Heat Stress: What's the Gut Got To Do With It?
Sanz-Fernandez, M.V.; Stoakes, S.K.; Johnson, J.S.; Abuajamieh, M.; Seibert, J.T.; Pearce, S.C.; Gabler, N.K.; Rhoads, R.P.; Baumgard, L.H.
Heat stress (HS) is a global problem which jeopardizes animal welfare, profitability, and global food security. Indirect effects of HS such as reduced feed intake contribute to, but do not fully explain, decreased productivity. Heat stressed animals initiate metabolic changes that do not reflect their plane of nutrition. This indicates that HS directly effects metabolism and productivity independent of reduced feed intake. In a variety of species, environmental hyperthermia compromises the intestinal barrier function resulting in increased permeability to luminal content including bacteria and bacterial components. Presumably, heat stress causes leaky gut in ruminants as well. The leakage of luminal content into the portal and ultimately the systemic circulation elicits an inflammatory response that may facilitate the detrimental effects of HS on animal agriculture. Identifying flexible management strategies (i.e. nutritional supplementation) to immediately decrease HS susceptibility without negatively influencing production traits would be of great value to global animal agriculture.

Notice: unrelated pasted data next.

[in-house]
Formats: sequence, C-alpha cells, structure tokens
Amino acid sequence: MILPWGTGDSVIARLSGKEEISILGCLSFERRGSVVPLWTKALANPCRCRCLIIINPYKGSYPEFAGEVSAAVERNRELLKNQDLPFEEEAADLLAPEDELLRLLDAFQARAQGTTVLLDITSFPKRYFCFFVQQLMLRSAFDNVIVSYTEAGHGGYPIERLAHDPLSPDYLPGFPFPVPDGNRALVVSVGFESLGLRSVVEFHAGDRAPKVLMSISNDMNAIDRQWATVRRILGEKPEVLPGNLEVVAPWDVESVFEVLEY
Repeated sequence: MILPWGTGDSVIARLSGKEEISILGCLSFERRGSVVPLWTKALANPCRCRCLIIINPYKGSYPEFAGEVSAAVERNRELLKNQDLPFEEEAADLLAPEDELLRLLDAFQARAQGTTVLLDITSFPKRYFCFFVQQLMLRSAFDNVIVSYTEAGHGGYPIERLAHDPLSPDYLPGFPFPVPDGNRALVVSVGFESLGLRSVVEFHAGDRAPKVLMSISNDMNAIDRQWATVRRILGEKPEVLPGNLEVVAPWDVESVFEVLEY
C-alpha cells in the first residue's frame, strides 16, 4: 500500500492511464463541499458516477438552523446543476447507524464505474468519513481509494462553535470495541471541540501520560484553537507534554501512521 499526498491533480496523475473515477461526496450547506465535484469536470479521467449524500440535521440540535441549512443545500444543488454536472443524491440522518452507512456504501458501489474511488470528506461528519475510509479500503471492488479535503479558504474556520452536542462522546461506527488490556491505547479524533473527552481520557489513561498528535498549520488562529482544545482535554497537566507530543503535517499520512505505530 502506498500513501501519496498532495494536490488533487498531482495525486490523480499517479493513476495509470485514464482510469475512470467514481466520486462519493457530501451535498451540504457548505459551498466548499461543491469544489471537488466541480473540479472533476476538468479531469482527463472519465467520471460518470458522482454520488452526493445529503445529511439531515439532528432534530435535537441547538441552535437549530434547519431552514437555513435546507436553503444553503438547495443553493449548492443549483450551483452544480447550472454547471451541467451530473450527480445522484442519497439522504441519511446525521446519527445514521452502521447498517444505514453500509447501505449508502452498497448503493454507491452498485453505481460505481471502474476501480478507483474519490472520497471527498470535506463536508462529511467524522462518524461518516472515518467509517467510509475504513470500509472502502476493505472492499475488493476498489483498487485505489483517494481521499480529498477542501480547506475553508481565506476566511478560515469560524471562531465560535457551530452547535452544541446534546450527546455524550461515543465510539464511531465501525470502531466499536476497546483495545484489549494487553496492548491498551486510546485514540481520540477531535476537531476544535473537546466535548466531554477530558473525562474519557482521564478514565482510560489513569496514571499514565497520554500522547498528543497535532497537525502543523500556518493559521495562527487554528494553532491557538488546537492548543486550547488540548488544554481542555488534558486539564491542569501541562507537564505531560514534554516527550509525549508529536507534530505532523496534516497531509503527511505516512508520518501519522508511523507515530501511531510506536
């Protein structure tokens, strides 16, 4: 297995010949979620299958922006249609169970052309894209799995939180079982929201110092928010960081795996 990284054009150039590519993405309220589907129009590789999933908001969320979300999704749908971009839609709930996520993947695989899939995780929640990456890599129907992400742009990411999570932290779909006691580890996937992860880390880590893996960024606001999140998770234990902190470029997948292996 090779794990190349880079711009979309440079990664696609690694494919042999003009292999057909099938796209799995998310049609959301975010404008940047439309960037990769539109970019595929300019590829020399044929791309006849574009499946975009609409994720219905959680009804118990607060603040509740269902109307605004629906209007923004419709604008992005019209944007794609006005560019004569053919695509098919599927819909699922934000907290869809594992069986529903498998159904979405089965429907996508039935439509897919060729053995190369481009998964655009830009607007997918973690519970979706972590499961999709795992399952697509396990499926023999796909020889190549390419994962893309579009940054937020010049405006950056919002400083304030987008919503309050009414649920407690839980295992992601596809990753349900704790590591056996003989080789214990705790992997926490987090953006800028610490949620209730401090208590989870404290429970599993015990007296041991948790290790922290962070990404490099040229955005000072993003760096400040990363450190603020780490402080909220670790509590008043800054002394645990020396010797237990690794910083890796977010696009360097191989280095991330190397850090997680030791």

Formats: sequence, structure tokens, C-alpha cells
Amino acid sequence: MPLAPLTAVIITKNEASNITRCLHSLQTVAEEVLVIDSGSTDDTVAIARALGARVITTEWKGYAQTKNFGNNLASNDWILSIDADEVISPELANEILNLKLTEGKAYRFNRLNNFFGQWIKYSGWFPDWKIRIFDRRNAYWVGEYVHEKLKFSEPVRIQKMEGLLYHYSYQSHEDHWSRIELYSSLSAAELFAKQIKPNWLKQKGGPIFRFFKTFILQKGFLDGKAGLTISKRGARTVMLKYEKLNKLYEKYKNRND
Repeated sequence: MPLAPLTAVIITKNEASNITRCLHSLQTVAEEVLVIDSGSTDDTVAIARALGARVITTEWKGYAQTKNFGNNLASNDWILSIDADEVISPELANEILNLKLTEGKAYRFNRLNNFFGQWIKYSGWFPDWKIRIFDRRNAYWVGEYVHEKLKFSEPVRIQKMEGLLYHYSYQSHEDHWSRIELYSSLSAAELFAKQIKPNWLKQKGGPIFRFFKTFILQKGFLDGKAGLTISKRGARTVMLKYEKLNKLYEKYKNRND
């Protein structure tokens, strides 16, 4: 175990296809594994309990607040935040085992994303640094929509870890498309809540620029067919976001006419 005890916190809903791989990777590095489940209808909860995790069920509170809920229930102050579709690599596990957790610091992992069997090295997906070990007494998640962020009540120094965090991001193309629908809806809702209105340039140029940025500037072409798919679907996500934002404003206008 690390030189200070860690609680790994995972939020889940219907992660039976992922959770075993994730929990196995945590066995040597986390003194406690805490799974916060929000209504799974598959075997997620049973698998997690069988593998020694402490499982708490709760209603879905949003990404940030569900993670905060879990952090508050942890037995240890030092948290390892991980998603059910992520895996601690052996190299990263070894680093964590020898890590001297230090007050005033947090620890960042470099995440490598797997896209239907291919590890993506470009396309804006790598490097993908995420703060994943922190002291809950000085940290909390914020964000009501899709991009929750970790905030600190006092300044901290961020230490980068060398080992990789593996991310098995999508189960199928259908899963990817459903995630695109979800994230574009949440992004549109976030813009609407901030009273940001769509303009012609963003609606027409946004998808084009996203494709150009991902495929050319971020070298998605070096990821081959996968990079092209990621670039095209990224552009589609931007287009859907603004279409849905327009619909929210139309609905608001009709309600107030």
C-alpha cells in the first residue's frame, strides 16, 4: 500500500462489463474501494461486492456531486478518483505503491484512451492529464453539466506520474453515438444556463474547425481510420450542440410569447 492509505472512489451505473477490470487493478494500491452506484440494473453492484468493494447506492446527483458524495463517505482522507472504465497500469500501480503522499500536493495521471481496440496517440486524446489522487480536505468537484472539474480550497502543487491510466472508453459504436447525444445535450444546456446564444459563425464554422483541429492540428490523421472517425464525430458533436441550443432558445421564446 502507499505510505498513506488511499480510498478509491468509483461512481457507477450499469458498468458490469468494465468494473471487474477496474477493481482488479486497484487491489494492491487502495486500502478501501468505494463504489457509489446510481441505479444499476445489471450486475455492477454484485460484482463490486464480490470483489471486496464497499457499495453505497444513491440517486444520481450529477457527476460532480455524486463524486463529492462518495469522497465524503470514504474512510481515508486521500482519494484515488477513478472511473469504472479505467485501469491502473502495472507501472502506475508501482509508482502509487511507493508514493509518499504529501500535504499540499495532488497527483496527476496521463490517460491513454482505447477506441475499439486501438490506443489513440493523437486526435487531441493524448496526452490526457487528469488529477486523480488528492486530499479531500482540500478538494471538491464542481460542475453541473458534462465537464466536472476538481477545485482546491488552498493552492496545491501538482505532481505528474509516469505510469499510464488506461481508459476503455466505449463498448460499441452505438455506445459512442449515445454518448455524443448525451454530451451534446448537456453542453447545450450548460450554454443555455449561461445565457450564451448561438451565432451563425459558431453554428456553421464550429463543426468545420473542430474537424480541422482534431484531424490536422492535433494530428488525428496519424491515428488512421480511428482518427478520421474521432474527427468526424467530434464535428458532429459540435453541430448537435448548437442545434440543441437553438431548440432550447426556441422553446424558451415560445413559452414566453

This information was presented the 2015 Herd Health and Nutrition Conference, organized by the PRO-DAIRY Program in the College of Agriculture and Life Sciences at Cornell University. Softcover copies of the entire conference proceedings may be purchased at http:// ansci.cornell.edu/dm/ or by calling (607) 255-4478.
Heat Stress; Dairy Cows; Dairy Nutrition
A presentation on this topic is also available in eCommons.